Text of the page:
Using 90 samples and a confidence level of 95%, we find for K = 6, β = 0.167±0.047; for K = 12, β = 0.410±0.054; for K = 24, β = 0.396±0.051, which is not significantly different from that of K = 12. Because β < 1, larger colonies have smaller relative boundary thicknesses.
Because of the fact that our algorithm is grid independent and thus istropic, the shape of the boundary is guaranteed to be near circular.
Let M be the total number of nodes and N be the number of boundary nodes. Define one unit of time as the time for growing a new node. Of course, new nodes are grown concurrently from all living nodes instead of consecutively as in our algorithm. Thus
Because density is constant, the rate of increase in infected area is proportional to the number of living nodes. For planar growth from a single seed,
Thus from Equation (6), the rate of increase of the mean radius is
Because N ~ R, we find that the rate of increase of the mean radius is constant, or the size (diameter) of the growth increases with constant speed. Figure 8 shows a typical growth of the boundary of a colony at equal time intervals.
As we mentioned before, any cylinder (not necessarily circular) can be opened and spread flat after a longitudinal cut. Let the boundary of the spread-out strip be at x = ± xm. The cut edges are actually connected. The algorithm remains the same as in the planar case except for the following modifications.
Figure 9 shows the growth on a cylinder from an infected node. At small times, the boundary is simply connected and almost circular. For large times, the boundary becomes two rings encircling the cylinder. Figure 10 shows the number of boundary (living) nodes N versus the total number of nodes M for a typical case. With fixed cylinder circumference (2xm), N increases linearly with as in Figure 7. As the boundary is reached, N decreases and then tends to a constant for large M. A more consolidated universal graph, plotting (N/xm) versus is shown in Figure 11. Theoretically, the maximum value of N is (π/2) times its asymptotic value for large M. Because the rate of increase of total area is proportional to the number of living nodes, we find that the fastest spread is when the growth just begins to link itself by wrapping around the cylinder.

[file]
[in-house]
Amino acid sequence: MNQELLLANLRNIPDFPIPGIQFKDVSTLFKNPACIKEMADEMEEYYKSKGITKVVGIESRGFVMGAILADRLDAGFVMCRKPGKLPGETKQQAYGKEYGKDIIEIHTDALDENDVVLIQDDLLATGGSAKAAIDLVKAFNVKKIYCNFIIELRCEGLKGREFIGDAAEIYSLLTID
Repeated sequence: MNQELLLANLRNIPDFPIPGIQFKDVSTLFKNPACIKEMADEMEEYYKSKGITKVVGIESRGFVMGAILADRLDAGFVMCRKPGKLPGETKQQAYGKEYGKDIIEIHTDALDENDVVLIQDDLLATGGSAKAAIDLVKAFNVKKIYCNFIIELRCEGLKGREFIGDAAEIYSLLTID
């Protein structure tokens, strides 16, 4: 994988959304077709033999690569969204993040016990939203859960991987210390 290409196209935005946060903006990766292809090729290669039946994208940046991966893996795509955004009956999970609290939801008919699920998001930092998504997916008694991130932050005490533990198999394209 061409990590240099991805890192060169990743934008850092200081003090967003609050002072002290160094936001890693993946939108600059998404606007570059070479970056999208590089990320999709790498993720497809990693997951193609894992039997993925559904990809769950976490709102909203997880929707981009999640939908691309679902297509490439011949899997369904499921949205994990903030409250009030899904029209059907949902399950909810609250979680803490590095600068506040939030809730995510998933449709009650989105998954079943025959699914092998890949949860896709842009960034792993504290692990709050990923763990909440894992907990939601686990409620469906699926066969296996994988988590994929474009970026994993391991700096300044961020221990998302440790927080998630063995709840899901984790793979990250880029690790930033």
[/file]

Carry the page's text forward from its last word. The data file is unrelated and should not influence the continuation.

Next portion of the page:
For large M, the statistical properties of the boundary of the growth on a cylinder become independent of its initial development. The situation is similar to the growth on a strip studied by Jullien and Botet  for the Eden model. For different xm (10, 20, 50, 100, 200, 500), we simulated the growth from a string of living nodes starting from one end of the strip. The process is stopped when the height of the growth is about 40 times its width (as many as 2 × 105 nodes). Using 60 samples, we find for K = 12, the number of living nodes is proportional to xm; that is, N = 4.058xm. Considering that there are two propagating ring boundaries, N/xm = 8.116, which is the asymptotic line plotted in Figure 11. The mean thickness of the boundaries is fractal:
where for K = 12, A = 1.0714 and β = 0.1185±0.0314. For K = 6, the value of A is 1.671 and β = 0.0473±0.022. In contrast, the fractal dimension for the Eden model is higher; depending on the source, β ranges from 0.25 to 0.5 .
The spherical surface is not developable. In contrast with the cylindrical or planar surfaces, a homogeneous grid does not exist. Thus any growth simulation on a sphere must be gridless. Our random growth algorithm can be adapted to this curved surface as follows.
Consider a sphere of radius 1. Any Cartesian point (x, y, z) can be parametrized by spherical coordinates (ϕ, θ) by using
Because the radius is 1, the arc length from the north pole to any point Pi(ϕi, θi) is ϕi (Figure 12a). The sides of the spherical triangle linking the points P0, P1 and the north pole are great circles (shortest distances). Let d be the (great circle) distance between P0 and P1. From spherical trigonometry ,
Let the distance of each growth be . As before, a living node P0 is selected at random and its neighboring nodes (of distance < 2h) are identified by using Equation (10). Compute the half exclusion angle w from the spherical triangle in Figure 12b: